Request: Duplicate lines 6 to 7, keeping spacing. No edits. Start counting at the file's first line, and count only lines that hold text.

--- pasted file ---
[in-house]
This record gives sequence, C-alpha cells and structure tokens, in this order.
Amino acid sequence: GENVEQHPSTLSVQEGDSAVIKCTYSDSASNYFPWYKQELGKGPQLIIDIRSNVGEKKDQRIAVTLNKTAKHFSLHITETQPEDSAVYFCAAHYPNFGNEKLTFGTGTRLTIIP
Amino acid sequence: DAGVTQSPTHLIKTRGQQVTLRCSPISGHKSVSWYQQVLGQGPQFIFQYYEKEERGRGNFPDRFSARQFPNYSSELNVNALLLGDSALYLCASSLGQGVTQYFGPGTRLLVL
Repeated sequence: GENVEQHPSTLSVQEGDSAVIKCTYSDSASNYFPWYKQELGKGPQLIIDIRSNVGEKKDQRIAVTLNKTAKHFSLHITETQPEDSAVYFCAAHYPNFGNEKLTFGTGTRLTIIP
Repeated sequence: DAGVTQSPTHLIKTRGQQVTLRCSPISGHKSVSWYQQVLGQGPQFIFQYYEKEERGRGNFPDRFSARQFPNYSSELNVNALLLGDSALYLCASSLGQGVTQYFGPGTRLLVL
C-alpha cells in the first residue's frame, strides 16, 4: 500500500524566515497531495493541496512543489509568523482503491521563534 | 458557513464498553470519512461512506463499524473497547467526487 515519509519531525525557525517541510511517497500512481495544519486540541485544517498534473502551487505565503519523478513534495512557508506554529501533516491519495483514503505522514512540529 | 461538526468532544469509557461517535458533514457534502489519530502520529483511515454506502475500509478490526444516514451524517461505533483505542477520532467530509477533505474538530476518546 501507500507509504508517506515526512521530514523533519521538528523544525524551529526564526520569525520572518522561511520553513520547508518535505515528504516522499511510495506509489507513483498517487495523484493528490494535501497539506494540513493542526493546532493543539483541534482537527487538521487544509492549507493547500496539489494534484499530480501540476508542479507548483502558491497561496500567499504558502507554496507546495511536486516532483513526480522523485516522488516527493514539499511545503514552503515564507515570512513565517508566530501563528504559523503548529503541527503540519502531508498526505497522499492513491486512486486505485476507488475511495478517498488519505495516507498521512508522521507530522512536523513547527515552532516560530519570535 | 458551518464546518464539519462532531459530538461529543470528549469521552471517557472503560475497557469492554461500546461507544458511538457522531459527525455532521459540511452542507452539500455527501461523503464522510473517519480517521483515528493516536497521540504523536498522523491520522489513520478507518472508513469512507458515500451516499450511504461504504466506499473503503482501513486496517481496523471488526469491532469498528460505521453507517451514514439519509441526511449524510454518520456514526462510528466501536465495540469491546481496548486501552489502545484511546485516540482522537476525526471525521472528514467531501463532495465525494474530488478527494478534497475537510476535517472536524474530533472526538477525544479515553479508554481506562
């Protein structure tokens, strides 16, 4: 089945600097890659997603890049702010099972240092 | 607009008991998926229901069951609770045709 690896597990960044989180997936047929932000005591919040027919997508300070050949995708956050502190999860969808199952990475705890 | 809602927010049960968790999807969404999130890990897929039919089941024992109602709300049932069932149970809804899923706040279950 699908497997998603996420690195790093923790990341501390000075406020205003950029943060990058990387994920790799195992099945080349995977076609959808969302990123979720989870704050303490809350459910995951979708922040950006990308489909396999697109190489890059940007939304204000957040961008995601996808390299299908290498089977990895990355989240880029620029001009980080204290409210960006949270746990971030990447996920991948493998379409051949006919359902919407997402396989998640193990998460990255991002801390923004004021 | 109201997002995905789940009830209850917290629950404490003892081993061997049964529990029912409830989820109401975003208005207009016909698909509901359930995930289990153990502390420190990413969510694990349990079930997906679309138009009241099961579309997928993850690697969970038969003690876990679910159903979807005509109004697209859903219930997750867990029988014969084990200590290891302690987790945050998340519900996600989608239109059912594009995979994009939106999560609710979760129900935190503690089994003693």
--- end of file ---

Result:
Repeated sequence: DAGVTQSPTHLIKTRGQQVTLRCSPISGHKSVSWYQQVLGQGPQFIFQYYEKEERGRGNFPDRFSARQFPNYSSELNVNALLLGDSALYLCASSLGQGVTQYFGPGTRLLVL
C-alpha cells in the first residue's frame, strides 16, 4: 500500500524566515497531495493541496512543489509568523482503491521563534 | 458557513464498553470519512461512506463499524473497547467526487 515519509519531525525557525517541510511517497500512481495544519486540541485544517498534473502551487505565503519523478513534495512557508506554529501533516491519495483514503505522514512540529 | 461538526468532544469509557461517535458533514457534502489519530502520529483511515454506502475500509478490526444516514451524517461505533483505542477520532467530509477533505474538530476518546 501507500507509504508517506515526512521530514523533519521538528523544525524551529526564526520569525520572518522561511520553513520547508518535505515528504516522499511510495506509489507513483498517487495523484493528490494535501497539506494540513493542526493546532493543539483541534482537527487538521487544509492549507493547500496539489494534484499530480501540476508542479507548483502558491497561496500567499504558502507554496507546495511536486516532483513526480522523485516522488516527493514539499511545503514552503515564507515570512513565517508566530501563528504559523503548529503541527503540519502531508498526505497522499492513491486512486486505485476507488475511495478517498488519505495516507498521512508522521507530522512536523513547527515552532516560530519570535 | 458551518464546518464539519462532531459530538461529543470528549469521552471517557472503560475497557469492554461500546461507544458511538457522531459527525455532521459540511452542507452539500455527501461523503464522510473517519480517521483515528493516536497521540504523536498522523491520522489513520478507518472508513469512507458515500451516499450511504461504504466506499473503503482501513486496517481496523471488526469491532469498528460505521453507517451514514439519509441526511449524510454518520456514526462510528466501536465495540469491546481496548486501552489502545484511546485516540482522537476525526471525521472528514467531501463532495465525494474530488478527494478534497475537510476535517472536524474530533472526538477525544479515553479508554481506562